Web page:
Once the Baltimore Ravens got over the disappointment of losing in overtime at New England, they realized their position in the AFC playoff picture had not radically changed.
Despite blowing a 10-point lead in the fourth quarter of Sunday's 23-20 defeat, the Ravens (4-2) are still on course to reach the postseason for a third straight season.
"We talked to the team about that last night and again today," coach John Harbaugh said Monday. "You do get disappointed with the fact that we had an opportunity to go up there and put ourselves in real good position for a lot of long-term things. But we do have the big picture in mind."
The Ravens completed the most difficult stretch of their schedule a half-game out of first place in the AFC North and tied with two teams for the fourth-best record in the conference.
During the opening six weeks, Baltimore played on the road against the New York Jets, Cincinnati Bengals, Pittsburgh Steelers and New England.
As a reward, six of their final 10 games are home.
Next up: a visit Sunday by winless Buffalo, followed by a bye.
"We're 100 percent focused on Buffalo and 100 percent focused on what we can accomplish this season," Harbaugh said. "Both those things go hand in hand."
The Ravens also were encouraged by the potential return of six-time Pro Bowl safety Ed Reed, who spent the past six weeks on the physically unable to perform list while recovering from offseason hip surgery. Reed is scheduled to begin practice this week and on Sunday could join a backfield that permitted Tom Brady to throw for 292 yards Sunday.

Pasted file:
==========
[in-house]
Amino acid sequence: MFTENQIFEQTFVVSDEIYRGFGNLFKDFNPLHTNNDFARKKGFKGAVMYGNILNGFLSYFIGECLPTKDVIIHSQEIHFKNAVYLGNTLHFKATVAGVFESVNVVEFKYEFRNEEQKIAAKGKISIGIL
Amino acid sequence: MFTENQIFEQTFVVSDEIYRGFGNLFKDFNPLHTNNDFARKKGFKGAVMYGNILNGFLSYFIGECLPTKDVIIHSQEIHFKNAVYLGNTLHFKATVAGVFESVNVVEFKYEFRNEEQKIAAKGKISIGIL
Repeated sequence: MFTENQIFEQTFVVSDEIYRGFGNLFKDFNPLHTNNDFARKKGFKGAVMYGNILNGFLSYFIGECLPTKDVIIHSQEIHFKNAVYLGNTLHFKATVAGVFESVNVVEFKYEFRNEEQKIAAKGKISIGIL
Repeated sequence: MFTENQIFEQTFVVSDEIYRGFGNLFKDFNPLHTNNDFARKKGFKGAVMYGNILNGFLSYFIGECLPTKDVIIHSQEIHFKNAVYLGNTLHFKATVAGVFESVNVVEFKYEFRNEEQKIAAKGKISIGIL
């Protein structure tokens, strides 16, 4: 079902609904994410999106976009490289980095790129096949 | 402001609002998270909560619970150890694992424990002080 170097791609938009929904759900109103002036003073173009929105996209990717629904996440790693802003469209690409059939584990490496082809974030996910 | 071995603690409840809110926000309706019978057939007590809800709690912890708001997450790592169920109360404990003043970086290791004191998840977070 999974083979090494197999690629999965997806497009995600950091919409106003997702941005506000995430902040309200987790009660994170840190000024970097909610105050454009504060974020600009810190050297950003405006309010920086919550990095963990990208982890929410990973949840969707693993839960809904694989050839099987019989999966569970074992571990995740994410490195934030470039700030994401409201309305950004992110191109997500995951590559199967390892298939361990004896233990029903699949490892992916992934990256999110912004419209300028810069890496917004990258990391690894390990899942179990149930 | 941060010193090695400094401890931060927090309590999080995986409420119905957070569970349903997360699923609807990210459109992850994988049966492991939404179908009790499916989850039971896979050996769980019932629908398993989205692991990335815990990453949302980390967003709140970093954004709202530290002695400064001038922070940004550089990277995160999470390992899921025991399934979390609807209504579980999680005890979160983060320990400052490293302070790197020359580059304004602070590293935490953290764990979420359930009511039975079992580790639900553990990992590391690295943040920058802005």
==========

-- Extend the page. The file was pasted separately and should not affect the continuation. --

"We're only going to get better with Ed Reed back," Harbaugh said.
That's one reason to look ahead to Buffalo, rather than look back at what happened in New England. The Ravens had everything going their way after taking a 20-10 lead with 14:53 left, but a few agonizing mistakes — most notably a kickoff that went out of bounds and a silly personal foul penalty on Le'Ron McClain — contributed heavily to the defeat.
Extremely conservative play-calling down the stretch didn't help.
Baltimore's offense in the fourth quarter and overtime primarily featured Ray Rice either running the ball or catching short passes over the middle from Joe Flacco.
"We need to grow and learn to attack a little bit better," Harbaugh said. "Obviously we could have gone downfield more."
Flacco went 27 for 35 for 285 yards and two touchdowns. But after flinging the ball around the field for the first three quarters, he produced only three first downs over the final 24 minutes.
"You've got to move on. I think we will grow from it; we will get better each week," Flacco said. "We have a big game against Buffalo before we go to our bye. We get that win, we go to 5-2 and we are feeling pretty good about where we are."
Baltimore was 3-3 after six games last season and made the playoffs, so there's certainly no reason to fret about being 4-2 with the struggling Bills coming to town.
"We are going home and then we are going to the bye week," linebacker Ray Lewis said. "It's going to be rough on Buffalo."
Harbaugh said running back Willis McGahee, who did not see action Sunday, was kept on the sideline because the team believed Rice had a better chance of succeeding against the New England defense.
Harbaugh insisted there was no truth to the theory that McGahee didn't play because there was a chance he could be dealt before Tuesday's trade deadline.
"There is no Willis trade talk, unless there's something I don't know about, which is almost impossible," Harbaugh said. "There is absolutely no way he is being traded. He will be on our team this week and the rest of the season."